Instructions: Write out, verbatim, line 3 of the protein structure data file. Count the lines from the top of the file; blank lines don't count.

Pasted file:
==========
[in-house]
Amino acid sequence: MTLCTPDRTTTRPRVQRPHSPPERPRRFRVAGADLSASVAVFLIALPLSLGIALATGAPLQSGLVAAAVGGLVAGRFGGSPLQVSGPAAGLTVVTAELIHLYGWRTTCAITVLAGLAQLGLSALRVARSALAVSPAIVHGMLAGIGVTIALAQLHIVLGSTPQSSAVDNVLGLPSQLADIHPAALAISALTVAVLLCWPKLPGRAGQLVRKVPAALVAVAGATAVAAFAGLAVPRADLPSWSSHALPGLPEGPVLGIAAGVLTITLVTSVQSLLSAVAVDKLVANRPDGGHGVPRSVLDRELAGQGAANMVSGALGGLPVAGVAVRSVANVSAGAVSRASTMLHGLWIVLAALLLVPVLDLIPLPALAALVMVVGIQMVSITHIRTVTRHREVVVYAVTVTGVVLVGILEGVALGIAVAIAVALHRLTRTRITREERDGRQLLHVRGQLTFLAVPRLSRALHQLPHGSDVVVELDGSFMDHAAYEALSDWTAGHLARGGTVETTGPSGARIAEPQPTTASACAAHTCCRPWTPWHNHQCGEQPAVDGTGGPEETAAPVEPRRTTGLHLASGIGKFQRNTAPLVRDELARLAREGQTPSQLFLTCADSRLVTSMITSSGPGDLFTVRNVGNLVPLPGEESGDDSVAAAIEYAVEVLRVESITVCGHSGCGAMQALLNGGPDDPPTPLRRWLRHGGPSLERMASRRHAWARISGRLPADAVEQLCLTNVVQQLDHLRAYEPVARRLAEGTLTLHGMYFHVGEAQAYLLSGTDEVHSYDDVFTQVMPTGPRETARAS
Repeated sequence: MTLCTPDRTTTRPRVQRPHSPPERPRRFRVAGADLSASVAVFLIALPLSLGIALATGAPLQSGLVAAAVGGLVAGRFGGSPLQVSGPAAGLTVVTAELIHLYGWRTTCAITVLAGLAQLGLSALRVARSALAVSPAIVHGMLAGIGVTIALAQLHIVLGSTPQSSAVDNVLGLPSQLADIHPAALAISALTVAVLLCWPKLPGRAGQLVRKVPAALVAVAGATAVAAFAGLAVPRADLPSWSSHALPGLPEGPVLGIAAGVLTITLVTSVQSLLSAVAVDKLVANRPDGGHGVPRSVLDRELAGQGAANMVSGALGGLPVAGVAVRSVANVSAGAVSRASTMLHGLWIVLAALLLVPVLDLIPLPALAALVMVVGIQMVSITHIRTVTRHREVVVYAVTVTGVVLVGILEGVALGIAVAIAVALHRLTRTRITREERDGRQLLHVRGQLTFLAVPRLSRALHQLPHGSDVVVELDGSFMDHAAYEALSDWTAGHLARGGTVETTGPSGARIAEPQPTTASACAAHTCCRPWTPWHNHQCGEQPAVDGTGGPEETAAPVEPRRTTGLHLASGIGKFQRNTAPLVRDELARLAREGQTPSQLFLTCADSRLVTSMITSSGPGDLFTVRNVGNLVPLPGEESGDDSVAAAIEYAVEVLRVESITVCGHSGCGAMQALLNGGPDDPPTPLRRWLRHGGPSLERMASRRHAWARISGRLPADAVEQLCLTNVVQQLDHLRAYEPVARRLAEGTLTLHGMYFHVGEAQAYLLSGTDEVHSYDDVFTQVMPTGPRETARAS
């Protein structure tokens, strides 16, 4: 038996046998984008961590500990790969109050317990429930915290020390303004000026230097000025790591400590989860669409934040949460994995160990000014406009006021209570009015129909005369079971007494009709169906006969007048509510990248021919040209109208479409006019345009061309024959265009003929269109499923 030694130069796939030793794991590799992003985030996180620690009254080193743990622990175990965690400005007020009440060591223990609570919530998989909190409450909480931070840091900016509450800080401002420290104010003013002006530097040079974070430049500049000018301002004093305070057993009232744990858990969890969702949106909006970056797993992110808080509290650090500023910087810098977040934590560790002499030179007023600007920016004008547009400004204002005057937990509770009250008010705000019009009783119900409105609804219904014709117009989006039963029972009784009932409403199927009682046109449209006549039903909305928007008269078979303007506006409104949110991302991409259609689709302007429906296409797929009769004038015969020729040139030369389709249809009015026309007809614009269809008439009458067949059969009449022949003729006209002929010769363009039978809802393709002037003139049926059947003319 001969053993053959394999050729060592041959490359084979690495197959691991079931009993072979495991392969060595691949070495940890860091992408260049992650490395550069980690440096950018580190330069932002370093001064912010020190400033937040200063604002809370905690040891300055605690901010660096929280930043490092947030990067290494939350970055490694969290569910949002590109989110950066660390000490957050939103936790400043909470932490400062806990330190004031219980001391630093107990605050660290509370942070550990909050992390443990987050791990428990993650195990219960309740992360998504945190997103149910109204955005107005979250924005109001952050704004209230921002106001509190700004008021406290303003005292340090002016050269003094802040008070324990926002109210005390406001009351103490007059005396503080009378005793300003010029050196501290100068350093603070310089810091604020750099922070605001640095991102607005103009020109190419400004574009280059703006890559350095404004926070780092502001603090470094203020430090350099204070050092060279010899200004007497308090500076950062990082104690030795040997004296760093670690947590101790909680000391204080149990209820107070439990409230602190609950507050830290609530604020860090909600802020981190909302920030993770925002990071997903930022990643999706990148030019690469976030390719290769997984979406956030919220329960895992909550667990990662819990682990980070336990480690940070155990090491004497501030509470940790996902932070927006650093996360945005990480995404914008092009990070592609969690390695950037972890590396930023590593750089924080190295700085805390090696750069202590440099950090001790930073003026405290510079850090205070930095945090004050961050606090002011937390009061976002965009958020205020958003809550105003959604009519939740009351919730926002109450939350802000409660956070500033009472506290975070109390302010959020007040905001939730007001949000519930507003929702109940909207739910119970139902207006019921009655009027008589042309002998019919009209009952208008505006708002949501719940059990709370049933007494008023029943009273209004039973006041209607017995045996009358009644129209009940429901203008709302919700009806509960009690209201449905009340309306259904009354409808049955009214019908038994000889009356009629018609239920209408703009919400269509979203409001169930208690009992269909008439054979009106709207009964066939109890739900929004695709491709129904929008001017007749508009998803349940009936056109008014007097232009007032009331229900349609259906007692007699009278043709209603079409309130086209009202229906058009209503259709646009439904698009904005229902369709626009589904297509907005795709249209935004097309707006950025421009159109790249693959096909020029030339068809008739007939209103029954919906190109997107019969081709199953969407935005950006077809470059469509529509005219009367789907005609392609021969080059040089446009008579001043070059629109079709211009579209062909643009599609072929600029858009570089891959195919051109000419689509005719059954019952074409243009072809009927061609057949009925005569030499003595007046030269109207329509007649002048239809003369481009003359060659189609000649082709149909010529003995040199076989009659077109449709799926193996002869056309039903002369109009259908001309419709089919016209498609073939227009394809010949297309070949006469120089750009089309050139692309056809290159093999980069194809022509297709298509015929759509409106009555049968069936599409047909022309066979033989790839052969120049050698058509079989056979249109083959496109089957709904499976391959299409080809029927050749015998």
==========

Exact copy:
Repeated sequence: MTLCTPDRTTTRPRVQRPHSPPERPRRFRVAGADLSASVAVFLIALPLSLGIALATGAPLQSGLVAAAVGGLVAGRFGGSPLQVSGPAAGLTVVTAELIHLYGWRTTCAITVLAGLAQLGLSALRVARSALAVSPAIVHGMLAGIGVTIALAQLHIVLGSTPQSSAVDNVLGLPSQLADIHPAALAISALTVAVLLCWPKLPGRAGQLVRKVPAALVAVAGATAVAAFAGLAVPRADLPSWSSHALPGLPEGPVLGIAAGVLTITLVTSVQSLLSAVAVDKLVANRPDGGHGVPRSVLDRELAGQGAANMVSGALGGLPVAGVAVRSVANVSAGAVSRASTMLHGLWIVLAALLLVPVLDLIPLPALAALVMVVGIQMVSITHIRTVTRHREVVVYAVTVTGVVLVGILEGVALGIAVAIAVALHRLTRTRITREERDGRQLLHVRGQLTFLAVPRLSRALHQLPHGSDVVVELDGSFMDHAAYEALSDWTAGHLARGGTVETTGPSGARIAEPQPTTASACAAHTCCRPWTPWHNHQCGEQPAVDGTGGPEETAAPVEPRRTTGLHLASGIGKFQRNTAPLVRDELARLAREGQTPSQLFLTCADSRLVTSMITSSGPGDLFTVRNVGNLVPLPGEESGDDSVAAAIEYAVEVLRVESITVCGHSGCGAMQALLNGGPDDPPTPLRRWLRHGGPSLERMASRRHAWARISGRLPADAVEQLCLTNVVQQLDHLRAYEPVARRLAEGTLTLHGMYFHVGEAQAYLLSGTDEVHSYDDVFTQVMPTGPRETARAS